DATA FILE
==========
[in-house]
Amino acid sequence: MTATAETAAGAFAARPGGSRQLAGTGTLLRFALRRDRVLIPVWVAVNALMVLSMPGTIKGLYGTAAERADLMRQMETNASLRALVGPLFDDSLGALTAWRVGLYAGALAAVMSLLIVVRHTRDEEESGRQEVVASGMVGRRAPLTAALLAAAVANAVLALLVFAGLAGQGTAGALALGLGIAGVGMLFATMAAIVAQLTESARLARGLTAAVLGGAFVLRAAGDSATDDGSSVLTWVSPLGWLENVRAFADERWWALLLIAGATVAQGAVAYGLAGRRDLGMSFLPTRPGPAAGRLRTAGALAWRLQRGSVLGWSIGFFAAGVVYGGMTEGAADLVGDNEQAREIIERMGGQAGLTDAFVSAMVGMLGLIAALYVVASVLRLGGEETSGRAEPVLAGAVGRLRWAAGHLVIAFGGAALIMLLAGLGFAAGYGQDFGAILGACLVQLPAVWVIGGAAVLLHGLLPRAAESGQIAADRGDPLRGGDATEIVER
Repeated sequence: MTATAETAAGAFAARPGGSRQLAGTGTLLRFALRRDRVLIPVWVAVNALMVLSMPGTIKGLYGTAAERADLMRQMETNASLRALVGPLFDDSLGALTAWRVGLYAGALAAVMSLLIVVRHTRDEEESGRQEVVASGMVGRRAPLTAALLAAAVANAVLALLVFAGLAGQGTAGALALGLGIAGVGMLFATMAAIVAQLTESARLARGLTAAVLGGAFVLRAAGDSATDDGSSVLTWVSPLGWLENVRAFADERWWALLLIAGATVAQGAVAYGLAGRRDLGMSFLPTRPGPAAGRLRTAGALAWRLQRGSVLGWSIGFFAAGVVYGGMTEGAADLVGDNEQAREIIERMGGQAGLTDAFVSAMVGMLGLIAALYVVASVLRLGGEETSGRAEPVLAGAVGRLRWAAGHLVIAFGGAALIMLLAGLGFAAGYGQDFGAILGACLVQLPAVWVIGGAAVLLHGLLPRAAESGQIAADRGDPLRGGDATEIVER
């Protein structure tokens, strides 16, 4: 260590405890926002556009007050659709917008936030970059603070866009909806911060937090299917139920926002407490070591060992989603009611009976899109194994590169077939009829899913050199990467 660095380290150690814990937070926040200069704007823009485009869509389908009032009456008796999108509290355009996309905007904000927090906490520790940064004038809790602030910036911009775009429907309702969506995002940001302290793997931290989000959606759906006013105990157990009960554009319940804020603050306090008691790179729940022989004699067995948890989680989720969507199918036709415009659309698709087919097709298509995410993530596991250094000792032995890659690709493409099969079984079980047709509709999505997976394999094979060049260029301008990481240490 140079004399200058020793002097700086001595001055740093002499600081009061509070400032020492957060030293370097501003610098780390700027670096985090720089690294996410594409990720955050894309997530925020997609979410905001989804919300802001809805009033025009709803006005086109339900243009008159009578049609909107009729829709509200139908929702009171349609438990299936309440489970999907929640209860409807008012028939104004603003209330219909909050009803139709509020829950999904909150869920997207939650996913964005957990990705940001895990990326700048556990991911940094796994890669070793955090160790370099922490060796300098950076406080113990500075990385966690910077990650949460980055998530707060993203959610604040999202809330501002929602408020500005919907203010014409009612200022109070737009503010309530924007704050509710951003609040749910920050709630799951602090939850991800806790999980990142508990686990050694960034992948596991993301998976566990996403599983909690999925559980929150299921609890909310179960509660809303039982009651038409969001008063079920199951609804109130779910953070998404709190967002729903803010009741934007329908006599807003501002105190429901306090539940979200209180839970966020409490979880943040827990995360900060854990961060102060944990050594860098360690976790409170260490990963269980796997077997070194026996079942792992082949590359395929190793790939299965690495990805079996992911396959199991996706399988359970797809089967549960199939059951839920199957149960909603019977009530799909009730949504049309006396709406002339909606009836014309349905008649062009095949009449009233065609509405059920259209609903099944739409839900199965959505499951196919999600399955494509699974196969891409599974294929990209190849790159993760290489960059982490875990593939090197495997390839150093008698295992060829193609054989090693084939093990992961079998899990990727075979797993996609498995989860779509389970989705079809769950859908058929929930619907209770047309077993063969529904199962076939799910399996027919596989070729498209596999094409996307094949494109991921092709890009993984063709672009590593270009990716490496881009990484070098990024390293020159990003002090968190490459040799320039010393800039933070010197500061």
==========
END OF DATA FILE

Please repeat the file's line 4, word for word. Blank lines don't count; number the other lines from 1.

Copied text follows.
């Protein structure tokens, strides 16, 4: 260590405890926002556009007050659709917008936030970059603070866009909806911060937090299917139920926002407490070591060992989603009611009976899109194994590169077939009829899913050199990467 660095380290150690814990937070926040200069704007823009485009869509389908009032009456008796999108509290355009996309905007904000927090906490520790940064004038809790602030910036911009775009429907309702969506995002940001302290793997931290989000959606759906006013105990157990009960554009319940804020603050306090008691790179729940022989004699067995948890989680989720969507199918036709415009659309698709087919097709298509995410993530596991250094000792032995890659690709493409099969079984079980047709509709999505997976394999094979060049260029301008990481240490 140079004399200058020793002097700086001595001055740093002499600081009061509070400032020492957060030293370097501003610098780390700027670096985090720089690294996410594409990720955050894309997530925020997609979410905001989804919300802001809805009033025009709803006005086109339900243009008159009578049609909107009729829709509200139908929702009171349609438990299936309440489970999907929640209860409807008012028939104004603003209330219909909050009803139709509020829950999904909150869920997207939650996913964005957990990705940001895990990326700048556990991911940094796994890669070793955090160790370099922490060796300098950076406080113990500075990385966690910077990650949460980055998530707060993203959610604040999202809330501002929602408020500005919907203010014409009612200022109070737009503010309530924007704050509710951003609040749910920050709630799951602090939850991800806790999980990142508990686990050694960034992948596991993301998976566990996403599983909690999925559980929150299921609890909310179960509660809303039982009651038409969001008063079920199951609804109130779910953070998404709190967002729903803010009741934007329908006599807003501002105190429901306090539940979200209180839970966020409490979880943040827990995360900060854990961060102060944990050594860098360690976790409170260490990963269980796997077997070194026996079942792992082949590359395929190793790939299965690495990805079996992911396959199991996706399988359970797809089967549960199939059951839920199957149960909603019977009530799909009730949504049309006396709406002339909606009836014309349905008649062009095949009449009233065609509405059920259209609903099944739409839900199965959505499951196919999600399955494509699974196969891409599974294929990209190849790159993760290489960059982490875990593939090197495997390839150093008698295992060829193609054989090693084939093990992961079998899990990727075979797993996609498995989860779509389970989705079809769950859908058929929930619907209770047309077993063969529904199962076939799910399996027919596989070729498209596999094409996307094949494109991921092709890009993984063709672009590593270009990716490496881009990484070098990024390293020159990003002090968190490459040799320039010393800039933070010197500061």